Dropped off at the rail station, we walked home to Juanona. Our Germany adventure had come to a close, and all we can say is we’ll be back humming the Ode to Joy.
And, to practice, i’ll just have to watch this over (and over) :)
YOUTUBE: Flashmob Flash Mob – Ode an die Freude ( Ode to Joy ) Beethoven Symphony No.9 classical music
One of the most well-preserved towns is Rothenburg, a “free imperial city”. Remember how Trier was under the Archbishop’s thumb? Well, Rothenburg escaped that fate by reporting directly to the HRE (Holy Roman Emperor). From 1150 to 1400 this town was strategically placed to take advantage of the north-south routes (sound familiar?). Then, it lost its place in history and proceeded to fade from view. Ironically, it’s because of lack of funds after its heyday that Rothenburg is now one of Germany’s most-visited sites. Because they couldn’t afford to renovate over the centuries, when they finally got some funds, they reconstructed their old buildings as if the setting was still the Middle Ages.
By the time we found our inn,
parked and dropped our bags, it was time for a major event in town: their glockenspiel to chime. Rothenburg’s clock tower (built in 1466) features two men coming out behind closed shutters and playing out a centuries-old legend.
During the Thirty Years War in 1631, the Catholic army was all set to plunder and pillage the Protestant town. The conquering general, taking the mayor up on the traditional ‘have a drink’, offered the town leader a dare: “if you can drink this entire, three-liter tankard of wine in one gulp, I’ll spare your town.”
Evidently the mayor did just that, and the town was saved. A fun start to a town to which we would love to return.
We had read in Rick Steves’ guidebook that an English Conversation Club met every Wednesday night at Mario’s Altfrankische Weinstube am Klosterhof. Thinking it’d be fun to meet some locals we headed over. Sure enough Wolfgang was holding court, and we were welcomed immediately. Sitting at our end were two other tourists, Laurie and Dennis, and Michaela, a local school teacher.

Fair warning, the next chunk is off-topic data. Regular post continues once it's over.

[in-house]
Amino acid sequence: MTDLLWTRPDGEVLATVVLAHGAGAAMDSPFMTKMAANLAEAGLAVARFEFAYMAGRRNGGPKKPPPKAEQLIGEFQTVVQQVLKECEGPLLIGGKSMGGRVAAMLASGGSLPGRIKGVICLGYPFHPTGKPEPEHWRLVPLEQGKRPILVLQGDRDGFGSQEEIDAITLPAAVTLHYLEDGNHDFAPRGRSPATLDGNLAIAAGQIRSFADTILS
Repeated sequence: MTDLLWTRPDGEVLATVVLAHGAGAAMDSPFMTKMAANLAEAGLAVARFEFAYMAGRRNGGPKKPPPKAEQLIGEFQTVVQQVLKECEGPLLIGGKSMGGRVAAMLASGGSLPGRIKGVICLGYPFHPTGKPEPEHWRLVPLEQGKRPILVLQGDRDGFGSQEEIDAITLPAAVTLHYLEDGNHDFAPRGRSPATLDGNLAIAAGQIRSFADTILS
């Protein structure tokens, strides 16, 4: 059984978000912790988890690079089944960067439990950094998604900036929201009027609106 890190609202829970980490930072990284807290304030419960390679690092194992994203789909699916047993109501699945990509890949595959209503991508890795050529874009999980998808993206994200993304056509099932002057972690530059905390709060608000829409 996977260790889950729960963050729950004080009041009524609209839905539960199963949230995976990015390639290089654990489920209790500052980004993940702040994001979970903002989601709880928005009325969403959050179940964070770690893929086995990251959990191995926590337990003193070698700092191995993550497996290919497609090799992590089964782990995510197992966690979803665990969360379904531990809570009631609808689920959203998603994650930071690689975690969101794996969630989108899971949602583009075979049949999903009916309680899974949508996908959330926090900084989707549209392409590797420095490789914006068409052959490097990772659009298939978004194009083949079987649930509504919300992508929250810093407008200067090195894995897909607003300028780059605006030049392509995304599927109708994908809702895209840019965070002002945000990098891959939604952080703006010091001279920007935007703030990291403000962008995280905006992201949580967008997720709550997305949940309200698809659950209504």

Among other nuggets of history and local folklore, Wolfgang said Rick Steves visited here many years ago as a young backpacker. Somehow he ended up speaking with a shopkeeper, telling her some of his experiences. She suggested he write them down and make a living doing so. To this day, you can visit the shop now run by the same woman, Anneliesse Friese, with the help of her son and granddaughter. I can just see it now. Soon, there’ll be “Rick Steves slept here” as a mark of distinction.
Meals, beer, and wine later, the night passed too quickly. However, we made a plan to take the highly recommended Night Watchman Tour the next evening with Laurie and Dennis.
DAY 15: Thursday, October 30
Rick Steves does an excellent job of presenting travellers with easy-to-do, self-guided walks around sites of interest, Rothenburg being one. So, up and out that morning we went, taking advantage of the continued summer weather.
On the Market Square sits the Town Hall with old measuring standards attached to the wall. Of course we had to test the accuracy of each one…
Besides the town itself one of the main attractions is a beautiful, wood-carved alter piece by Tilman Riemenschneider. Standing 35 feet high, the carving brings Jesus and his disciples to life in spite being wooden.
Created over five years and completed in 1504, the free-standing alter sits upstairs at the back of the church and showcases the last supper with surrounding events leading to his crucifiction.
One interesting occurrence is the removal of Judas every Easter. Why, I have no idea. And, I also don’t understand why John’s head is in Jesus’ lap. But, I do the know the perfect person to ask.
Downstairs the main alter had the friendly face of Jesus painted on the back, which, seeing it, I’d have put it there, too.
Today the church promotes its sister church in Tanzania.
Next to the pews, a Tanzanian carving is quite impressive and lovely.
Continuing our walk we went by the spot where we had dinner the night before (which was one of our top six meals; matter-of-fact, we’d have to say our two top meals were here, based on food and atmosphere).
We walked through the convent’s garden where poisonous herbs were marked with crosses,
and, we spotted a cat blissfully content in its bed of catnip?
Rothenburg was named for its red castle (destroyed in the 1300s). Now, only the chapel from that time remains.
Outside the chapel is a memorial to the Jews slaughtered in 1298 by paranoid townsmen. Another reminder of intolerance. Chilling when compared to the tranquility and loveliness of the garden.
We reversed our walked back through the gate where we happened upon an old church. Stepping inside we immediately noticed large, free-standing display boards of cheerful Nazi supporters. Silently we went from one photo to the next puzzling over why they here here and why in a church? There were no English translations and no one standing by to answer any questions.
It was only later we discovered Rothenburg had been promoted as the ideal, Nazi small town. Hitler was even made an honorary citizen in 1933. This exhibit created a shocking counterpart to the cheerful crowds of happy tourists we saw wandering the medieval streets. Once again, almost 70 years after the end of WWII, Germany was displaying its dirty laundry, demonstrating that even this fairytale village had its evil past.
The next stop was the Crime and Punishment Museum. I wasn’t really looking forward to it since I thought it was going to include primarily medieval torture tools; but, I was pleasantly surprised. The displays were focused more on the evolution of the legal system.